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ADHD Medications (cont.)

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Are ADHD medications associated with drug interactions?

As with nearly every other kind of medication, ADHD medications can be associated with certain interactions with other medications. The amount of stimulant ADHD medication in the system can be particularly sensitive to how acidic substances are. Acidic substances like orange juice, tomato juice, and acidic medications decrease the amount of some stimulant medications in the system, and more basic substances like some diuretic antihypertensive medications can increase the levels of some stimulants.

Stimulants may cause blood thinners and antiseizure medications to remain at a higher level for longer and have an additive effect on medications used to treat psychosis. Fortunately, stimulant medications do not tend to change or be changed in terms of how they work or what they do when given with other, nonstimulant ADHD medications, like guanfacine, clonidine, or atomoxetine. However, other substances and medications that stimulate the nervous system can add to the effects of the stimulants. Examples of this are caffeine, ephedrine, and antidepressants like monoamine oxidase inhibitors (MAOIs). Stimulants should not be taken within 14 days of an MAOI.

Because of the way in which guanfacine is eliminated (metabolized) by the body, it can tend to increase the amount of medications like the antiseizure/mood stabilizer medication valproate. As with clonidine, that also is used as a blood pressure (antihypertensive) medication, caution is used when it is being given with other antihypertensives. Since both tend to slow down the nervous system, they also should be used with caution in people taking any sedative.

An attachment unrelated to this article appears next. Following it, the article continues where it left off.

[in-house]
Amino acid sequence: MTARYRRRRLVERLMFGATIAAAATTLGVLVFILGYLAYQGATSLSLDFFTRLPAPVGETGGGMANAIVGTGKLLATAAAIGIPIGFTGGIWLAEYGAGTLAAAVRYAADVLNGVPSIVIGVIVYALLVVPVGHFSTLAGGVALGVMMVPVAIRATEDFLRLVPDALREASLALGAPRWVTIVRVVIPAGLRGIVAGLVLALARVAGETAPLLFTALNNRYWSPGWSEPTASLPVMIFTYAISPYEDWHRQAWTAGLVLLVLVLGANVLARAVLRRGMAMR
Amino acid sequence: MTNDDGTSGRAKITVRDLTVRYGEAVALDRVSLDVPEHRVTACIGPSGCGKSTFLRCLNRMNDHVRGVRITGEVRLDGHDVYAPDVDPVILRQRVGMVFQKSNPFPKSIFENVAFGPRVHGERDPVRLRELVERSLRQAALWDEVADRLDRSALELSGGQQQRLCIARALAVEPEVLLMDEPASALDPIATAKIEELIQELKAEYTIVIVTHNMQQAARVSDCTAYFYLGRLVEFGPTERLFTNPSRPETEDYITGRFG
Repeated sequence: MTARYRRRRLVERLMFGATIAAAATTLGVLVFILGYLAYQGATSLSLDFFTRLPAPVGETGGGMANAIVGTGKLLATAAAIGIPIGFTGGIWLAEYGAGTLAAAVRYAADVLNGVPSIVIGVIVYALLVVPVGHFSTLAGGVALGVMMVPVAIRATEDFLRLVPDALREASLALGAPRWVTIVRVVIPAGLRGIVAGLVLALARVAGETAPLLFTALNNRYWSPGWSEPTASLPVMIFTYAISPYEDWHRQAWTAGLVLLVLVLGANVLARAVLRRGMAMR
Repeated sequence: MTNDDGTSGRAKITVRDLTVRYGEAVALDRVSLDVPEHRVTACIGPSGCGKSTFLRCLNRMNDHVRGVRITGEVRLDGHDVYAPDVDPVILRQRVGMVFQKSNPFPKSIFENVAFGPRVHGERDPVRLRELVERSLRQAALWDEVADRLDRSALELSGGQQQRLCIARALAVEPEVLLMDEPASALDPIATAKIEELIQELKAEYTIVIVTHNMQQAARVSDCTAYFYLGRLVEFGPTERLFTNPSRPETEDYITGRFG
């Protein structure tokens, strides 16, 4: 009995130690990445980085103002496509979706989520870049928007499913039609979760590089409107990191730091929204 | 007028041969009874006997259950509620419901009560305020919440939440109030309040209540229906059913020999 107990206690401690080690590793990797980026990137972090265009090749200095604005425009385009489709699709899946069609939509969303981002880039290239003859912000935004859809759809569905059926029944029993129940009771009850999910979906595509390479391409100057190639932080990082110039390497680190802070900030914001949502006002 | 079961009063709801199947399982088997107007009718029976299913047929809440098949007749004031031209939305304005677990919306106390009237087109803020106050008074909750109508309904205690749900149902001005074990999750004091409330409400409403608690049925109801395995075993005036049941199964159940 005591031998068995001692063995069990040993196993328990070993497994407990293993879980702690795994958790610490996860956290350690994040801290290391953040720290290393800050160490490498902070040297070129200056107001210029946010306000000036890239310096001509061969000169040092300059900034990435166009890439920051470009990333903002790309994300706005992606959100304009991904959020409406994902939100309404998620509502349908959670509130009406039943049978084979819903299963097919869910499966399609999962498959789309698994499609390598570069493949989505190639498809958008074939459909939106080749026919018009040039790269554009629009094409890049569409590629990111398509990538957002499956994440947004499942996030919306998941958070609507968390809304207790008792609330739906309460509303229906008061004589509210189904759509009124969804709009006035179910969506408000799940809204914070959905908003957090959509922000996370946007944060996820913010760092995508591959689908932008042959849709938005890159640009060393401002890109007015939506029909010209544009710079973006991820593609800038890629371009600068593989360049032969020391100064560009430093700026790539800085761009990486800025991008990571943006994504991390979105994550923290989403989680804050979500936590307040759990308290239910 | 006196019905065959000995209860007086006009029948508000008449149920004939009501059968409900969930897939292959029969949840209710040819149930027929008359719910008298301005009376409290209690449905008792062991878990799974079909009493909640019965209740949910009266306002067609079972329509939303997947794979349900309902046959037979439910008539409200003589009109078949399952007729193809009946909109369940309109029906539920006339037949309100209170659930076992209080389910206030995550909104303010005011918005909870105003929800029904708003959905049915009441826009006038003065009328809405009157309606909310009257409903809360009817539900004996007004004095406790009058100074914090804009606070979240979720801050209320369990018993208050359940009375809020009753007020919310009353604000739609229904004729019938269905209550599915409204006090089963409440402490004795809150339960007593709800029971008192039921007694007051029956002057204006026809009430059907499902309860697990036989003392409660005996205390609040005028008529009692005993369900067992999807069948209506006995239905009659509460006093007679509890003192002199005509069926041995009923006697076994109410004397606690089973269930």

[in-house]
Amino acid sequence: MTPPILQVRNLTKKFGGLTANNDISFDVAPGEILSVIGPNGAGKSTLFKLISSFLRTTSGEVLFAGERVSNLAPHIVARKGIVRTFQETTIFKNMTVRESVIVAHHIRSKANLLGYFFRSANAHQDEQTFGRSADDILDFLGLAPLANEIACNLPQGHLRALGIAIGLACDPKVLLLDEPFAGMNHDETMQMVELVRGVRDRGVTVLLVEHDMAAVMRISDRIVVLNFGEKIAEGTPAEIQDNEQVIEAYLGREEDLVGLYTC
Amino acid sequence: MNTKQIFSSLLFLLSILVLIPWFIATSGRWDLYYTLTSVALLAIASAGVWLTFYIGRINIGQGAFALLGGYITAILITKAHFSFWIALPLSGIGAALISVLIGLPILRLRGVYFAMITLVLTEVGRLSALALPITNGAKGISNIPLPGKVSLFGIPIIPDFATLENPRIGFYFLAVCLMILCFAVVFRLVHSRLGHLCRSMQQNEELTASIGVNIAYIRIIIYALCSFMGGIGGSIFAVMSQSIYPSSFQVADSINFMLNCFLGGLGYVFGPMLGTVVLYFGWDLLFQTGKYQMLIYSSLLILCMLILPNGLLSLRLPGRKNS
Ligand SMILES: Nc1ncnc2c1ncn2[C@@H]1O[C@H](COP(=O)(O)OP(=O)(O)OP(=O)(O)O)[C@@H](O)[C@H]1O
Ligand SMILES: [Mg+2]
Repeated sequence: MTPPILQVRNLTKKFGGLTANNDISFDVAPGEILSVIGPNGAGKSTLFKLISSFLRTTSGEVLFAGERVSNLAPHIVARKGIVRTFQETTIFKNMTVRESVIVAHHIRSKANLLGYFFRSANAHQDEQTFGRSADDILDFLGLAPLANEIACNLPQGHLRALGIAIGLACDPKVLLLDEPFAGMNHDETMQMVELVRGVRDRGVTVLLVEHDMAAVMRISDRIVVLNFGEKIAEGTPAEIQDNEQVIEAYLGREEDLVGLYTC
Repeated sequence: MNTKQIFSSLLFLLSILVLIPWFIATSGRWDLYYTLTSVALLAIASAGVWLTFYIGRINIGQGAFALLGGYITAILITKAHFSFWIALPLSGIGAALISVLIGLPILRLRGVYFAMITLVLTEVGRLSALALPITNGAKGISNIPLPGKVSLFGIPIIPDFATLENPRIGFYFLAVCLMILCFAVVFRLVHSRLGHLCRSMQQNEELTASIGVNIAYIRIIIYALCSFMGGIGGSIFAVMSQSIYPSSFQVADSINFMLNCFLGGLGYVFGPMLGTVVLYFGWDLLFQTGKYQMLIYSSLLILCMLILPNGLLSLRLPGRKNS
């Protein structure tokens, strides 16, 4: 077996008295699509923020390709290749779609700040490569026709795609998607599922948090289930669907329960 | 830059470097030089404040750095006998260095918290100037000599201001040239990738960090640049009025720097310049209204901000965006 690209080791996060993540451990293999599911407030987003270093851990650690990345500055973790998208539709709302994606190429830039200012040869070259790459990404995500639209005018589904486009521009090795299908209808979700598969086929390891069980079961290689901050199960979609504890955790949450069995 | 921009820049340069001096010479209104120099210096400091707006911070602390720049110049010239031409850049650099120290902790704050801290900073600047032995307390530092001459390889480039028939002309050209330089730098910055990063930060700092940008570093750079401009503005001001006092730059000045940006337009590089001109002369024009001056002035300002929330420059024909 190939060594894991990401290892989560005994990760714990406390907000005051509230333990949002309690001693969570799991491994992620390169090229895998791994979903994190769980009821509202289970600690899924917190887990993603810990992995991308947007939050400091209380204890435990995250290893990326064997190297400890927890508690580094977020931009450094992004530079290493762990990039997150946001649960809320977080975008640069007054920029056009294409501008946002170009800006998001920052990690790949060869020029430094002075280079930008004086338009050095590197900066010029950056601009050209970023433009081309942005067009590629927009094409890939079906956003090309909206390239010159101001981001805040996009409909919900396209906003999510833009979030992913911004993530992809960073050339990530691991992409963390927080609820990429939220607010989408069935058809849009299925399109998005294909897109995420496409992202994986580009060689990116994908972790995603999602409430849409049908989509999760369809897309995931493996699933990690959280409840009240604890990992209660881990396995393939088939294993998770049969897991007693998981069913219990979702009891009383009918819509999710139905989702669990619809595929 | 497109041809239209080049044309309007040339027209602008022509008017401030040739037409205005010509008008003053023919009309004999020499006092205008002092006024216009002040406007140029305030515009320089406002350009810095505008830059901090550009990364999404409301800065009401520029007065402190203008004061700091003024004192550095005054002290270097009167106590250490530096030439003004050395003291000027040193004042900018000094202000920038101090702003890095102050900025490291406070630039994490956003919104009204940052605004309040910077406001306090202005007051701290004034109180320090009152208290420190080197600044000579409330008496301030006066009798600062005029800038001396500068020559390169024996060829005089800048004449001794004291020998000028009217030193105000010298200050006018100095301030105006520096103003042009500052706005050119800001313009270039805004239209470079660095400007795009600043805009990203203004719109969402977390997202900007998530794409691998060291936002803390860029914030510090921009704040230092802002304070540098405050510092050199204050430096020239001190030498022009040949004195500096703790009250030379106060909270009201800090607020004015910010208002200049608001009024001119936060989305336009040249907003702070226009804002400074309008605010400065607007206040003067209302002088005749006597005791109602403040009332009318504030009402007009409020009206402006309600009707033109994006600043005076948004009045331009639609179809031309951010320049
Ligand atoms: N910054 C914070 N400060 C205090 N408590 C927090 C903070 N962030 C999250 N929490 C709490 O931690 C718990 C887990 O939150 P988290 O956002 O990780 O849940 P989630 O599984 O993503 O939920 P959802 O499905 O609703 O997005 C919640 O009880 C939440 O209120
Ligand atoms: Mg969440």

It is recommended that Wellbutrin never be combined with MAOIs or taken within 14 days of an MAOI because the result can be serious and even fatal reactions such as high body temperature, muscle rigidity, twitching, and agitation, resulting in delirium and coma. If Wellbutrin or Effexor is taken with other drugs, the effects of either could be increased, decreased, or altered. Therefore, it is important that the prescribing doctor be informed of any other medications being taken.

REFERENCES:

Bussing, R., D.M. Mason, L. Bell, P. Porter, and C. Garvan. "Adolescent outcomes of childhood attention-deficit/hyperactivity disorder in a diverse community sample." Journal of the American Academy of Child and Adolescent Psychiatry 49.6 June 2010: 595-605.

De Sousa, A., and G. Kalra. "Drug therapy of attention deficit hyperactivity disorder: current trends." Mens Sana Monographs 10.1 January-December 2012: 45-69.

Docherty, J.R. "Pharmacology of stimulants prohibited by the world anti-doping agency (WADA)." British Journal of Pharmacology 154.3 June 2008: 606-622.

Jernigan, M.G., G.M. Kipp, A. Rather, et al. "Clinical implications and management of drug-drug interactions between antiretroviral agents and psychotropic medications." Mental Health Clinics 2.9 (2013): 70.

Mao, K. "Can medical cannabis stop the ADHD epidemic?" Waking Times Apr. 11, 2013.

National Institute on Drug Abuse 1. "Drug facts: is marijuana medicine?" National Institute on Drug Abuse 2012 July.

National Institute on Drug Abuse 2. "Regular marijuana use by teens continues to be a concern." National Institute on Drug Abuse 2012 December.

Physicians' Desk Reference Network. Physicians' Desk Reference, 67th ed. Montvale, New Jersey, 2013.

Roesch, B., M. Corcoran, M. Haffey, et al. "Pharmacokinetics of coadministration of guanfacine extended release and methylphenidate extended release." Drugs Research and Development 13.1 Mar. 2013: 53-61.

Wilens, T.E., N.R. Morrison, and J. Prince. "An update on the pharmacotherapy of attention-deficit/hyperactivity disorder in adults." Expert Review in Neurotherapy 11.10 Oct. 2011: 1443-1465.


Medically Reviewed by a Doctor on 6/6/2013


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